2 XP: [POLICE,BETTER,TRAIN,SITUATION]

3 XP: [BETTER]

3:XP: [POLICE, TRAIN,]

These nodes are stored in files *.phr, *.1, *.2, and *.3. The total number of sentences is stored in a file called *.num.

The concept extraction program/process 14 will now be summarized with reference to FIGS. 3A through 3C. First, the *.wn input file and *.phr and *.sem output files are opened. Certain variables used in the process are then initialized and then (see FIG. 3B) the program checks to determine whether the end of the input file *.wn has been reached. If so, all opened files are closed. If not, the program reads the contents of the *.out file one line at a time. For each line, the program determines whether the input string contains one of these symbols: ",--,==, or **. If one of these symbols is found, the program assumes that the string is a sentence, and stores it in the variable "sentence". If one of the prescribed symbols is not found, the program determines whether the string contains one of the symbols: DECL, FITTED, IMPR1, or QUES. If one of these symbols if found, a sentence counter variable "index" is incremented by 1 and a new sentence file name is generated with the input file name plus the index as the extension. If there is an old sentence file, then the necessary information is written into it and it is closed. The sentence is then written into the new sentence file. Next, referring to FIG. 3C, the program determines whether the string contains one of the following symbols in its second column: NP, VP, PP, INFCL, SUBCL, AVP, VERB, or COMPCL. If so, as shown in FIG. 3B, the program generates a new tagged string starting with the characters "XP: [". Once the close bracket symbol "]" is appended, it is placed into the *.phr file and the sentence file. The program then determines the part-of-speech of the word this line contains. Depending on whether the part-of-speech is a noun/pronoun, verb, preposition, adjective or adverb, the program will call an appropriate function to process this word, and then (as shown in FIG. 3C) call the function word to extract the word from the parse tree. As shown in FIG. 3C, possible compound words are generated, if necessary, and then the lexicon file "minilex" is opened and searched for the matching concept in the concepts entry list. If no match is found, the program continues searching for it in a metonym list. The minilex file is closed after the searching/matching process is performed. The found concept is assigned to the input word and appended to the tagged string beginning with "XP: [". As shown in FIG. 3C, at the end of the noun, pronoun, verb, preposition, adjective, and adverb processing functions, the program continues to process the *.wn input file until the end is reached.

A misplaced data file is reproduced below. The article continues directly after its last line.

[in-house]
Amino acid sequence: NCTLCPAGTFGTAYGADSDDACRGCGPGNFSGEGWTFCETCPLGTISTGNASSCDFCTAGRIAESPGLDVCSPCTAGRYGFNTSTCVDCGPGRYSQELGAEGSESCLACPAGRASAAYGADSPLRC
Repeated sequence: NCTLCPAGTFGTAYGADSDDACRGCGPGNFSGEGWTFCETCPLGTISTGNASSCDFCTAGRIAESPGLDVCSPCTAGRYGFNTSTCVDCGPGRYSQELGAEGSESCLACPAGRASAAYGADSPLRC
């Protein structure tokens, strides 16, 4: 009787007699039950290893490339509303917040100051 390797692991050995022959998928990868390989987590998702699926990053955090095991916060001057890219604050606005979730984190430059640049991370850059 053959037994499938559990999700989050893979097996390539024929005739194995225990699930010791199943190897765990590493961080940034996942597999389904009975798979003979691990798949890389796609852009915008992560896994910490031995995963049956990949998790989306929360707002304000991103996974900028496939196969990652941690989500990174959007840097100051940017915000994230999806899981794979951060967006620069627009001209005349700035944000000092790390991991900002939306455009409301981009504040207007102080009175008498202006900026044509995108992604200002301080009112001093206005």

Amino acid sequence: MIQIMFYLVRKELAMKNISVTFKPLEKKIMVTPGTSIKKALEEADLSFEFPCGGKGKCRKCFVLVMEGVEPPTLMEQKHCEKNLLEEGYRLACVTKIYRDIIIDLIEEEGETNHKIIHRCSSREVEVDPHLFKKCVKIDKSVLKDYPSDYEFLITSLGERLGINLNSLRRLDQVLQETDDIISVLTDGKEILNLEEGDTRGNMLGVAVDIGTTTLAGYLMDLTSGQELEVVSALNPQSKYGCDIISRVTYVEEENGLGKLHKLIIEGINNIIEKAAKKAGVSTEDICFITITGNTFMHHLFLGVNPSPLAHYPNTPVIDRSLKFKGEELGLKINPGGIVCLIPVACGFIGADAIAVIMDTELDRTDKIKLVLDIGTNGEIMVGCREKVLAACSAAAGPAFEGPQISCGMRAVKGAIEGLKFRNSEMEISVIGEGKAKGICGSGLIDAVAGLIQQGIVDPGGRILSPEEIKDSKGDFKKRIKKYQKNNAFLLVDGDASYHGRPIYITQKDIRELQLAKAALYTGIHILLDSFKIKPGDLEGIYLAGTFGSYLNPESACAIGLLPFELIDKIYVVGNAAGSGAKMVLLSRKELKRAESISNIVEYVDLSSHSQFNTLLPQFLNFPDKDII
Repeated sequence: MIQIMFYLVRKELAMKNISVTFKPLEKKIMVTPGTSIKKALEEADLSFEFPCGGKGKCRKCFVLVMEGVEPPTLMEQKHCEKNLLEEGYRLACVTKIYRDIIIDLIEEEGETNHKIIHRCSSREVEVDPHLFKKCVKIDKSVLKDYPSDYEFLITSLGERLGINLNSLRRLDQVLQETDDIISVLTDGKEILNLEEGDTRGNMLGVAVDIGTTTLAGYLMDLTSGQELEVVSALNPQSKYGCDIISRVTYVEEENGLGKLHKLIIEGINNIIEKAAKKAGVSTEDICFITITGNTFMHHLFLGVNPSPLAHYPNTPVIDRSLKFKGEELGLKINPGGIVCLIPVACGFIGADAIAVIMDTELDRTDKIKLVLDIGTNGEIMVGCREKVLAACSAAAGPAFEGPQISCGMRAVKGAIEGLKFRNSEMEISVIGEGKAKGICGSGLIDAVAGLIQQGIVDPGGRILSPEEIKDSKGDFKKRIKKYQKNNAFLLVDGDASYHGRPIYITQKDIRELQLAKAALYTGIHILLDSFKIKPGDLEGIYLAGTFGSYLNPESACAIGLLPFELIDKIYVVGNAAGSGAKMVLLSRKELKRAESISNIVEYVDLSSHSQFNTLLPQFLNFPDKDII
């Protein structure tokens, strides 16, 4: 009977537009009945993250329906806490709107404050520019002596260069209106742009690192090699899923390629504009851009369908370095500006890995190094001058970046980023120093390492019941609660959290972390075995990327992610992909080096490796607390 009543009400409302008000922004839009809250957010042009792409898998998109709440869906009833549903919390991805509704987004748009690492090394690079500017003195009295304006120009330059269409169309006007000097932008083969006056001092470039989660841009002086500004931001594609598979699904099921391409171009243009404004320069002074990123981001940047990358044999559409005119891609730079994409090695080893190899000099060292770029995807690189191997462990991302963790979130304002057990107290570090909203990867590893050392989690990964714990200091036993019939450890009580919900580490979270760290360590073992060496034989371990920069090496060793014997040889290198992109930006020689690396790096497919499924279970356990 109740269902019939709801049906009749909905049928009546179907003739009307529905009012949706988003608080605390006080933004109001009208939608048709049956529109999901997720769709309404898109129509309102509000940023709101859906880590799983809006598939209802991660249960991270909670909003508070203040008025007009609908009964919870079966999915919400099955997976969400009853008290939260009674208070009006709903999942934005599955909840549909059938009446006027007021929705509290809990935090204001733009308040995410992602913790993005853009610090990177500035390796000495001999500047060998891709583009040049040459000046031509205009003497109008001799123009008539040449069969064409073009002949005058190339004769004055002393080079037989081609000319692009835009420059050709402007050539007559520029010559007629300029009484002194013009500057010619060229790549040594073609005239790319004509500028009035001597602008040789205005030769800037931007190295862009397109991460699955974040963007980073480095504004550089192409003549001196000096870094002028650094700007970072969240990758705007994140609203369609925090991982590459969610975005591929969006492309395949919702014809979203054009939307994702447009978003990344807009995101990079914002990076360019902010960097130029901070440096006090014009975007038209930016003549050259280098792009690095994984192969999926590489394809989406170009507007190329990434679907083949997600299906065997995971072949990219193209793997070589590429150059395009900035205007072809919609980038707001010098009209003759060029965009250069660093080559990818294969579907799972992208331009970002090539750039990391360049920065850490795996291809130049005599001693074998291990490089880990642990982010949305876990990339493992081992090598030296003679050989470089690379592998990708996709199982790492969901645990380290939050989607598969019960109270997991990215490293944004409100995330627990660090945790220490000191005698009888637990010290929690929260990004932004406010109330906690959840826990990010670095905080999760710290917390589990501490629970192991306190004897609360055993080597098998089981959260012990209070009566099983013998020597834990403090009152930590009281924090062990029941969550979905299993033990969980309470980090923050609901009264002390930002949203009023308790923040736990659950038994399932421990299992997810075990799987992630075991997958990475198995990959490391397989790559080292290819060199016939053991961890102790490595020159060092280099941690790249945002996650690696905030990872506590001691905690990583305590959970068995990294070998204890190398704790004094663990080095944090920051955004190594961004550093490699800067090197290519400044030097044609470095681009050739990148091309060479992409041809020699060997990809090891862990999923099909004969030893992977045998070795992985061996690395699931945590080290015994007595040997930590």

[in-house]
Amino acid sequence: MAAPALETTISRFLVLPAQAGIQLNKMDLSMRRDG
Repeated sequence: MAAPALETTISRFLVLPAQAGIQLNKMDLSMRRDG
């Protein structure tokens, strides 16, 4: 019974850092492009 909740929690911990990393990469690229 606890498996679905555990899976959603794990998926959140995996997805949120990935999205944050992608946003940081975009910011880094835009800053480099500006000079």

Rule Matching

The rule files, *.rul, and phrasal nodes files *.1, *.2, *.3, etc., and *.num are the inputs to the rule matching process/program 16. The purpose of the rule matching program is to search for any matches between the sentence phrasal nodes and the generated rules, and to score the essay based on the number of matches. To start, the program generates the necessary input and output file names. The rule file names are defined in the head file "rulefile.h". The rule files are created by another program called "rule.c". Each rule file contains a set of rules automatically generated by "rule.c". The program "score.c" contains a set utility function that reads in the rules in the rule files and converts these rules into a tree and table structure. (Tree and table structures are well known in the computer programming art. They are used to organize large and complex data structures. Details of such structures may be found in "The C Programming Language," by B.W. Kernighan and D. M. Ritchie.) By performing such a transformation, the program enables the scoring process to be completed in an acceptable time period. After the rule files are processed, the program then opens the phrasal node files. It first constructs all possible combinations of the concepts taken from the nodes. For instance, assume a phrasal node file has two nodes as follows:

1 XP: [TRAIN,BETTER]

2 XP: [POLICE,SAFETY,FAST]

These two nodes will be augmented by the program as follows:

1 XP: [TRAIN]

1 XP: [BETTER]

1 XP: [TRAIN,BETTER]

2 XP: [POLICE]

2 XP: [SAFETY]

2 XP: [FAST]

2 XP: [POLICE,SAFETY]

2 XP: [POLICE,FAST]

2 XP: [SAFETY,FAST]

2 XP: [POLICE,SAFETY,FAST]